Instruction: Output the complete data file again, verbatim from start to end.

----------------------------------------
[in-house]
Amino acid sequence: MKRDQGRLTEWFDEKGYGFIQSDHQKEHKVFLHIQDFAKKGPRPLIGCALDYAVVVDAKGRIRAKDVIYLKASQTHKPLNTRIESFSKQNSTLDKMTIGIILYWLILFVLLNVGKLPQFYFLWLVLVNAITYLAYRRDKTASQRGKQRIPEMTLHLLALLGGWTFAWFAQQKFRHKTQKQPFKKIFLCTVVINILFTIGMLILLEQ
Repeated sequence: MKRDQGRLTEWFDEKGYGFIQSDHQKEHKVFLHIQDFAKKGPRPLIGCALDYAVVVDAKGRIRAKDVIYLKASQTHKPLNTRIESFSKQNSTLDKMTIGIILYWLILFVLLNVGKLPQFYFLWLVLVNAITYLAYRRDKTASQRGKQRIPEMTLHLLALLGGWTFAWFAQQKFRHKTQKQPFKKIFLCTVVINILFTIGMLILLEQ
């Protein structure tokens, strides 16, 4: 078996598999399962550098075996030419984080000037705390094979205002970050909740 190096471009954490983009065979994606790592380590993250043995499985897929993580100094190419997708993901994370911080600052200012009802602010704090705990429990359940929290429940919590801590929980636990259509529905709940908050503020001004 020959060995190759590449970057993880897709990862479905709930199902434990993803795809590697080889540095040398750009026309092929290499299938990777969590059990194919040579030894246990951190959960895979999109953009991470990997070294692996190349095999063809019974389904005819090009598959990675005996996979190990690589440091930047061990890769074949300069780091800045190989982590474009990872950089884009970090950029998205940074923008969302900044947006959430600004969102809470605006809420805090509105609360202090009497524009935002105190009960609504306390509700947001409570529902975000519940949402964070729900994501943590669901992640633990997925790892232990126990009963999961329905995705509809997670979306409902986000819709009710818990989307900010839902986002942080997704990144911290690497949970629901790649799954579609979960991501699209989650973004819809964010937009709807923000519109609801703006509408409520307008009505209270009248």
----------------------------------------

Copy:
[in-house]
Amino acid sequence: MKRDQGRLTEWFDEKGYGFIQSDHQKEHKVFLHIQDFAKKGPRPLIGCALDYAVVVDAKGRIRAKDVIYLKASQTHKPLNTRIESFSKQNSTLDKMTIGIILYWLILFVLLNVGKLPQFYFLWLVLVNAITYLAYRRDKTASQRGKQRIPEMTLHLLALLGGWTFAWFAQQKFRHKTQKQPFKKIFLCTVVINILFTIGMLILLEQ
Repeated sequence: MKRDQGRLTEWFDEKGYGFIQSDHQKEHKVFLHIQDFAKKGPRPLIGCALDYAVVVDAKGRIRAKDVIYLKASQTHKPLNTRIESFSKQNSTLDKMTIGIILYWLILFVLLNVGKLPQFYFLWLVLVNAITYLAYRRDKTASQRGKQRIPEMTLHLLALLGGWTFAWFAQQKFRHKTQKQPFKKIFLCTVVINILFTIGMLILLEQ
């Protein structure tokens, strides 16, 4: 078996598999399962550098075996030419984080000037705390094979205002970050909740 190096471009954490983009065979994606790592380590993250043995499985897929993580100094190419997708993901994370911080600052200012009802602010704090705990429990359940929290429940919590801590929980636990259509529905709940908050503020001004 020959060995190759590449970057993880897709990862479905709930199902434990993803795809590697080889540095040398750009026309092929290499299938990777969590059990194919040579030894246990951190959960895979999109953009991470990997070294692996190349095999063809019974389904005819090009598959990675005996996979190990690589440091930047061990890769074949300069780091800045190989982590474009990872950089884009970090950029998205940074923008969302900044947006959430600004969102809470605006809420805090509105609360202090009497524009935002105190009960609504306390509700947001409570529902975000519940949402964070729900994501943590669901992640633990997925790892232990126990009963999961329905995705509809997670979306409902986000819709009710818990989307900010839902986002942080997704990144911290690497949970629901790649799954579609979960991501699209989650973004819809964010937009709807923000519109609801703006509408409520307008009505209270009248």